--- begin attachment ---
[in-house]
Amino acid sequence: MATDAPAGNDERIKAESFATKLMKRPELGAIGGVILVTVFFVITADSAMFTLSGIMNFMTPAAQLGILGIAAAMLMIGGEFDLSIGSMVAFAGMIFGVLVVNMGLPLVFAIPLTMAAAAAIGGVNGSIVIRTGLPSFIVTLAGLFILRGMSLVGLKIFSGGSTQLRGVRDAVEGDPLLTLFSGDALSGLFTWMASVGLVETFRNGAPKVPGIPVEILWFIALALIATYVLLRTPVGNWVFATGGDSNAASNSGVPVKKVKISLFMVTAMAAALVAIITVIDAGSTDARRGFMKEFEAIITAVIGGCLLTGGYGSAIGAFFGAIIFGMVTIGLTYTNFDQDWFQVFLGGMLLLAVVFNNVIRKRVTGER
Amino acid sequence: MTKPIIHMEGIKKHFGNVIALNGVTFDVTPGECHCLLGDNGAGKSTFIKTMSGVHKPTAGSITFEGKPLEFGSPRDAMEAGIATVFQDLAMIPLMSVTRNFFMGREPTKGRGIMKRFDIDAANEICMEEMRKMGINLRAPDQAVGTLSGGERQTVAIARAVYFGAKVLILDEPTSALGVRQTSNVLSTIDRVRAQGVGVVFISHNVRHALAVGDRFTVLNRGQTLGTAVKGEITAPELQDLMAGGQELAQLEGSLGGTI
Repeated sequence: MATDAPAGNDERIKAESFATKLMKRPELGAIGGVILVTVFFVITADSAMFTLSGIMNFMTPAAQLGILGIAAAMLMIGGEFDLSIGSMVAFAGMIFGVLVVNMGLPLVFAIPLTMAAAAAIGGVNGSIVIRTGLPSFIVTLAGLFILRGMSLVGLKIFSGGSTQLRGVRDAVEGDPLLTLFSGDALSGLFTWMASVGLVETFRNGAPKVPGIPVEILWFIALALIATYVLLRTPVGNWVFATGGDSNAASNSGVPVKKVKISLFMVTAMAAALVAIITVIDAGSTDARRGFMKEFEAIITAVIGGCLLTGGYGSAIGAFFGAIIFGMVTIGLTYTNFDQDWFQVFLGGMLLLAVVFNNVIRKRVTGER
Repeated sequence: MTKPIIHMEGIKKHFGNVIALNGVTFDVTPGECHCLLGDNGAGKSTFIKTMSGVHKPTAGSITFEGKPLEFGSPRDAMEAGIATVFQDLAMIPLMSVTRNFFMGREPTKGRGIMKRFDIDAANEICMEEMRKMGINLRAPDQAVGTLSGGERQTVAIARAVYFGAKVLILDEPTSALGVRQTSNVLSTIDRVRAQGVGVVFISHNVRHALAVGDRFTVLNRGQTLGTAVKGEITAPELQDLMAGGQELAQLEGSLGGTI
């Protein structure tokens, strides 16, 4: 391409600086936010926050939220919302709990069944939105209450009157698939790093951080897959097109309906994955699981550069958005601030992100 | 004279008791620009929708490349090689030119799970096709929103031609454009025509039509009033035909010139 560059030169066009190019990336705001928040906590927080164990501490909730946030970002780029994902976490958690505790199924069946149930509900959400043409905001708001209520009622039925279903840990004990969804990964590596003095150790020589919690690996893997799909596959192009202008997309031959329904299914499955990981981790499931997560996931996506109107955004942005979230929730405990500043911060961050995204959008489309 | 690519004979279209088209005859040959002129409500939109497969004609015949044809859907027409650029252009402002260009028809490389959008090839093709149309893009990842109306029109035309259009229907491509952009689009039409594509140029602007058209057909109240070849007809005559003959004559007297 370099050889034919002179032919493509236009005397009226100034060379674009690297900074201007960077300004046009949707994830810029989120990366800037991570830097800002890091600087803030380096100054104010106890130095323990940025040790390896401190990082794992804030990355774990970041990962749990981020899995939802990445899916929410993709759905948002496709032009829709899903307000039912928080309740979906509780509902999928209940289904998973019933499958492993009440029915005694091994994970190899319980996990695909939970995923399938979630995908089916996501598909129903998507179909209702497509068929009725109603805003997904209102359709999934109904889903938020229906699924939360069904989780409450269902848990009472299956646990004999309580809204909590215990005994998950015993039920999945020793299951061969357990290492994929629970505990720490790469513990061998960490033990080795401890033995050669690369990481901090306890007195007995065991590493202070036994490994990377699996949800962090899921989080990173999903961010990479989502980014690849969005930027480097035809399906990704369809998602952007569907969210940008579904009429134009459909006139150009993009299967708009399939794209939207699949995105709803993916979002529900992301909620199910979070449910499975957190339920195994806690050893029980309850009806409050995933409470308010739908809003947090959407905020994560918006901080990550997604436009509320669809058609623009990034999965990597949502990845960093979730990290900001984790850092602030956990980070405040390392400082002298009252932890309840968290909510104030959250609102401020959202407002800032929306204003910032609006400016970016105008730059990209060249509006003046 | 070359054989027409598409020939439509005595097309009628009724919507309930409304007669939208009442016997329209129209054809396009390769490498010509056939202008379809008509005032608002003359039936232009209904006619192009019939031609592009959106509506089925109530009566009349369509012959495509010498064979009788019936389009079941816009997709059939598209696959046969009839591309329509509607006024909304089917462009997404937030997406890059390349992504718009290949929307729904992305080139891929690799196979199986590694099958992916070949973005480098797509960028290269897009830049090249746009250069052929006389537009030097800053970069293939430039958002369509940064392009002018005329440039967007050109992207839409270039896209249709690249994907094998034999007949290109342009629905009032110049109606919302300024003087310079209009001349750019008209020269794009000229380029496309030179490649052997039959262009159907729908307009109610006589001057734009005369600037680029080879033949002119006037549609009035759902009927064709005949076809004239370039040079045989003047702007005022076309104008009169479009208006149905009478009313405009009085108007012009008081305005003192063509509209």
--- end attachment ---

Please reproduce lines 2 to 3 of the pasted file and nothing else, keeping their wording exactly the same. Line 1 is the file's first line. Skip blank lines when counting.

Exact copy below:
Amino acid sequence: MATDAPAGNDERIKAESFATKLMKRPELGAIGGVILVTVFFVITADSAMFTLSGIMNFMTPAAQLGILGIAAAMLMIGGEFDLSIGSMVAFAGMIFGVLVVNMGLPLVFAIPLTMAAAAAIGGVNGSIVIRTGLPSFIVTLAGLFILRGMSLVGLKIFSGGSTQLRGVRDAVEGDPLLTLFSGDALSGLFTWMASVGLVETFRNGAPKVPGIPVEILWFIALALIATYVLLRTPVGNWVFATGGDSNAASNSGVPVKKVKISLFMVTAMAAALVAIITVIDAGSTDARRGFMKEFEAIITAVIGGCLLTGGYGSAIGAFFGAIIFGMVTIGLTYTNFDQDWFQVFLGGMLLLAVVFNNVIRKRVTGER
Amino acid sequence: MTKPIIHMEGIKKHFGNVIALNGVTFDVTPGECHCLLGDNGAGKSTFIKTMSGVHKPTAGSITFEGKPLEFGSPRDAMEAGIATVFQDLAMIPLMSVTRNFFMGREPTKGRGIMKRFDIDAANEICMEEMRKMGINLRAPDQAVGTLSGGERQTVAIARAVYFGAKVLILDEPTSALGVRQTSNVLSTIDRVRAQGVGVVFISHNVRHALAVGDRFTVLNRGQTLGTAVKGEITAPELQDLMAGGQELAQLEGSLGGTI